1.1 Define what is stress
Stress may be defined as a response or reaction to something in the environment perceived as a threat or physical or mental change.
The transitional model of stress most popular among psychologists is:
A mismatch between the perceived demands of the environment and the perceived ability to cope with those demands.
Cardwell, M et al. (2004). Psychology - Psychology for AS/A2 Level. 3rd ed. London: Collins. p77-113.
1.2 Research and identify different types of stress including positive, negative, physical and emotional.
Hans Seyle, a researcher into stress, brought to light that stress can be related to positive experiences in addition to negative. He referred to positive stress as ‘eustress’ and negative as ‘distress’, where eustress, ‘…is the amount of stress needed for an active, healthy life.’
Psychologists Robert M. Yerkes and John Dillingham Dodson conceived the Yerkes – Dodson Law 1908. The law dictates that performance increases up to an optimum level of physical arousal; if arousal continues to increase (past the optimum level), performance declines; i.e. in order to do well in an exam or competition you need to be ‘keyed up’.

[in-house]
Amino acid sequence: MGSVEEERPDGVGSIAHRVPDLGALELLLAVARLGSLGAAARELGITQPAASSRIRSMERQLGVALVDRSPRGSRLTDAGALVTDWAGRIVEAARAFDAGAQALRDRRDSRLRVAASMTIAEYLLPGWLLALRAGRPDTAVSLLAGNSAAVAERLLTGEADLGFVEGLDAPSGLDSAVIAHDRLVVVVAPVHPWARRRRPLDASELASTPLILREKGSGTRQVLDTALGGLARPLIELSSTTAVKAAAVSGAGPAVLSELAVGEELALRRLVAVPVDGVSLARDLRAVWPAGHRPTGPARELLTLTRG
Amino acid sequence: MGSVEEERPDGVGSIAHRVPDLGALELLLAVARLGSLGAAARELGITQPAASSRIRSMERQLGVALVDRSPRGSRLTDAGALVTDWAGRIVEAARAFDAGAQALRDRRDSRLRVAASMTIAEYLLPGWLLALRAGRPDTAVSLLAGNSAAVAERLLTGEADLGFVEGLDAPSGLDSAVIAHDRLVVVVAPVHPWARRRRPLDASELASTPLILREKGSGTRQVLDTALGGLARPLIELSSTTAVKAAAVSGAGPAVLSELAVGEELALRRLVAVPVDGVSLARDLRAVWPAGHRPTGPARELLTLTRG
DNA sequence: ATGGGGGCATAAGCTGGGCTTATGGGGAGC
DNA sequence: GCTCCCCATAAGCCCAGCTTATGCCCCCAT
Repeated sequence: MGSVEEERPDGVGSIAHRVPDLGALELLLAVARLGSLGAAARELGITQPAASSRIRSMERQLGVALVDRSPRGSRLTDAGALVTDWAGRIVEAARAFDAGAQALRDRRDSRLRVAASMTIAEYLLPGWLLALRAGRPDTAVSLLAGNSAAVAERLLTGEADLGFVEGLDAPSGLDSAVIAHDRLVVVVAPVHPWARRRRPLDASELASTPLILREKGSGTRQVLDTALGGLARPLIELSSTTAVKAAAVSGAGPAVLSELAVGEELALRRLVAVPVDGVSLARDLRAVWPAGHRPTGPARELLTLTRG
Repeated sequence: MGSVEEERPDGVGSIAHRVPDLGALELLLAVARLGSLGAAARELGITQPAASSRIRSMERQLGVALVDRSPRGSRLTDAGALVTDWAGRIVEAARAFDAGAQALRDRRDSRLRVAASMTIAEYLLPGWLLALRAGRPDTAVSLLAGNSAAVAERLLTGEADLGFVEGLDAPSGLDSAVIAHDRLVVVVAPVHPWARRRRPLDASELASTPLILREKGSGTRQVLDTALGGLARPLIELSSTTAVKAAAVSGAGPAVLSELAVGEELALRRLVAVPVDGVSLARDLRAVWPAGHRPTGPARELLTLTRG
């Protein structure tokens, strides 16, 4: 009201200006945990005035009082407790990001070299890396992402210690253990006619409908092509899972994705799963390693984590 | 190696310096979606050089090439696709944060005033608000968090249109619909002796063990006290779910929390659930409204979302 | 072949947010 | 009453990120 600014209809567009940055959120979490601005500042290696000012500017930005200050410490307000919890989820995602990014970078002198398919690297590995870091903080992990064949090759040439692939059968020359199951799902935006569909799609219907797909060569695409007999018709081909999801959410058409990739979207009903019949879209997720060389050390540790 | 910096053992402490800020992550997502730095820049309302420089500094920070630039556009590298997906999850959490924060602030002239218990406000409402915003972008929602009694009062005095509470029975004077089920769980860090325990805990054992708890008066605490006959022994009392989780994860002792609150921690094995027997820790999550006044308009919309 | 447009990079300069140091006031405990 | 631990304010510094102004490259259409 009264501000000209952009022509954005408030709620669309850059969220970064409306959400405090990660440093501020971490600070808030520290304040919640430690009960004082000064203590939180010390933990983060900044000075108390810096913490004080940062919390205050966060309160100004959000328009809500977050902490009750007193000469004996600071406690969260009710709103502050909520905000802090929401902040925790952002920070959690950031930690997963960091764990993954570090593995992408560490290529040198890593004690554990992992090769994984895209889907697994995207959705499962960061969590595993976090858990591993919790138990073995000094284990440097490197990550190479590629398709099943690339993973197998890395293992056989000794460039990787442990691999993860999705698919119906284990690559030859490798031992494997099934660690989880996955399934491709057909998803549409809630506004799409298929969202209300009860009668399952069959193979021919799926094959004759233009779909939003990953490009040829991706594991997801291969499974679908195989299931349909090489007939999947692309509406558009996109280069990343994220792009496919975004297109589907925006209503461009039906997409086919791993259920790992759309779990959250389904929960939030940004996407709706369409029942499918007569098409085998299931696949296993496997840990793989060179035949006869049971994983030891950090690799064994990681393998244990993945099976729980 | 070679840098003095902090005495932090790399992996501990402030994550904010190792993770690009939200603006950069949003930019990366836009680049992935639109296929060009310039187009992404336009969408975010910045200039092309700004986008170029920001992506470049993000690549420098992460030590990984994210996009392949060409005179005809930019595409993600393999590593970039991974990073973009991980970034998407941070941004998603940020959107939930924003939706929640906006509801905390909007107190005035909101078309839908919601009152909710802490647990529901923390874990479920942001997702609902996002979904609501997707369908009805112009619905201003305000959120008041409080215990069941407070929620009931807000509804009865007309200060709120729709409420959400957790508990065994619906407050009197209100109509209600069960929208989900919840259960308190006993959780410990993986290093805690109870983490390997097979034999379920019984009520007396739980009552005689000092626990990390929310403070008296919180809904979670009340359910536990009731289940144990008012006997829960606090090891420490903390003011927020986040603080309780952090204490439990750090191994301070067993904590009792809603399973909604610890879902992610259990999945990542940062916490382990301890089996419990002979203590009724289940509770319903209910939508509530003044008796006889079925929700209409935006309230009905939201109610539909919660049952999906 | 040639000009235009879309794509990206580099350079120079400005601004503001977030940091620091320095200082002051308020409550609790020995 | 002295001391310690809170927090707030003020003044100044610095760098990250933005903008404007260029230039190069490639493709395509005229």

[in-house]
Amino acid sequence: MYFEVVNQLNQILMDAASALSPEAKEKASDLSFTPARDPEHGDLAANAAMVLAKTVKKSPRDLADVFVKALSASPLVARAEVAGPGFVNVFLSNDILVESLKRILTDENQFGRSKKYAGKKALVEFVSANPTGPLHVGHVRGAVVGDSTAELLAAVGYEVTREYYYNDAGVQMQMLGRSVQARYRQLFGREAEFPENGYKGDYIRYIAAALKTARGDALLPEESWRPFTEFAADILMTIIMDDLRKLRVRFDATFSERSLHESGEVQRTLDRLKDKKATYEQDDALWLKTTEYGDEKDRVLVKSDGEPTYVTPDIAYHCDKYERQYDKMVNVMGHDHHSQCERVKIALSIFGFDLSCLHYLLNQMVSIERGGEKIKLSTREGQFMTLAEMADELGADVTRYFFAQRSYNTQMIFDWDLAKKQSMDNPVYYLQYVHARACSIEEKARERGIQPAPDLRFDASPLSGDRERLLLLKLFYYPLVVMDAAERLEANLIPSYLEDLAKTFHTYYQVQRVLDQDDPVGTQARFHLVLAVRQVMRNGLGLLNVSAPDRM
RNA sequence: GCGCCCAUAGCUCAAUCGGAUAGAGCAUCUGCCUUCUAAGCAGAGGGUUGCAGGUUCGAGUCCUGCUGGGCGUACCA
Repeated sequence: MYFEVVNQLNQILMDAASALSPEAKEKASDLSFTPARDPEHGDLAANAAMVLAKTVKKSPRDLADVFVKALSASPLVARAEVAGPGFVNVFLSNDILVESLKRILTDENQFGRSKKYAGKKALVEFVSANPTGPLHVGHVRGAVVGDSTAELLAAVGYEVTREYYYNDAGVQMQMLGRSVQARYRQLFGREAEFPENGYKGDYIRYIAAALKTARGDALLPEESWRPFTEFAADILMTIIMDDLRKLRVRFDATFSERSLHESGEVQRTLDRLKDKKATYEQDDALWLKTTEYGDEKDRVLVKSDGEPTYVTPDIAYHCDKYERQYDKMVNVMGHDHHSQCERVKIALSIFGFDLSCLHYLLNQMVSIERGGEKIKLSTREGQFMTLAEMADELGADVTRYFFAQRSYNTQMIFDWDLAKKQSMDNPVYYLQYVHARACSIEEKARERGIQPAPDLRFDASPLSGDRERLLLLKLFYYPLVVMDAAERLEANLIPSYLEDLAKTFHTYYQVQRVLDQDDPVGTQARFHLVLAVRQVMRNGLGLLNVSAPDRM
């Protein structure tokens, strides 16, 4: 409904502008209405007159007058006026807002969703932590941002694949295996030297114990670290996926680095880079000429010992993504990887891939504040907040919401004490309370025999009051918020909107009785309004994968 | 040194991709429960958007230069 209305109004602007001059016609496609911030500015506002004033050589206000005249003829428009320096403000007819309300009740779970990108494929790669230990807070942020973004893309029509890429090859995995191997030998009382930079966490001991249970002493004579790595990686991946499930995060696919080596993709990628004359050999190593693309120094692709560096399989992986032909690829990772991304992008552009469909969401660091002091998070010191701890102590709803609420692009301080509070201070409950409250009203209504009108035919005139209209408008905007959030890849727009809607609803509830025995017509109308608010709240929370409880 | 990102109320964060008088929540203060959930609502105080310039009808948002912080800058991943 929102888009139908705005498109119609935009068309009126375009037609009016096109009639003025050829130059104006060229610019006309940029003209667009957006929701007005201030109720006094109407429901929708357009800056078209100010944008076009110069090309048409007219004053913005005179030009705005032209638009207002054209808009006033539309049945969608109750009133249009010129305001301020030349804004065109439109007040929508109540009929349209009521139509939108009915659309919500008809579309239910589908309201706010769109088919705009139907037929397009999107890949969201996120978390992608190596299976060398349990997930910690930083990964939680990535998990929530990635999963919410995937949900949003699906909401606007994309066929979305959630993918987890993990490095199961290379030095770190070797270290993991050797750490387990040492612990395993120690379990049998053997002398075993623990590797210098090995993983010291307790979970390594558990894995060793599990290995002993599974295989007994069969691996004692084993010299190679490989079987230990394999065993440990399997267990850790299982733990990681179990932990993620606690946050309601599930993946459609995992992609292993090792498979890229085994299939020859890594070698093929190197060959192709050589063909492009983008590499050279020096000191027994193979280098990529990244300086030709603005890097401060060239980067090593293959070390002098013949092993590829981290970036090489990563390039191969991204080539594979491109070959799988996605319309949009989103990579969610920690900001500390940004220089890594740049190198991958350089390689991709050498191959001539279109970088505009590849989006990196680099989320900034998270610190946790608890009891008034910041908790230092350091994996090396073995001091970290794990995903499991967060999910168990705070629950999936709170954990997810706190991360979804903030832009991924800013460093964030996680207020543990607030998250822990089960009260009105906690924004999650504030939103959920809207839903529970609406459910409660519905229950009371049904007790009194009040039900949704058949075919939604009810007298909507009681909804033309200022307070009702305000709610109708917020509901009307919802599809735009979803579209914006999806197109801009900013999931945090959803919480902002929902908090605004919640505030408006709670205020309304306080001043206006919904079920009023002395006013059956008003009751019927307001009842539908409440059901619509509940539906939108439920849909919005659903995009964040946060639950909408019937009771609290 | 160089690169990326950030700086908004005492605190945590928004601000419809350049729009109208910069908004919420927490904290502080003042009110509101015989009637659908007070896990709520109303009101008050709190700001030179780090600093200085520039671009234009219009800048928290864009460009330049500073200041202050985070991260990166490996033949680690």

If we refer back to the transitional model of stress, ‘a mismatch between the perceived demands of the environment and the perceived ability to cope with those demands’, it would be safe to say that people who overestimate the demands of their exams whilst underestimating the resources they have created for themselves by preparing, experience negative stress.
Seyle proposed that in humans and non-human animals the body responds to a range of psychological and physical stressors with two pathways of physiological activation. He fabricated the General Adaptation Syndrome (GAS) model which illustrates the short term effects of stressors on the body and suggested that in some circumstances could lead to harmful changes in the body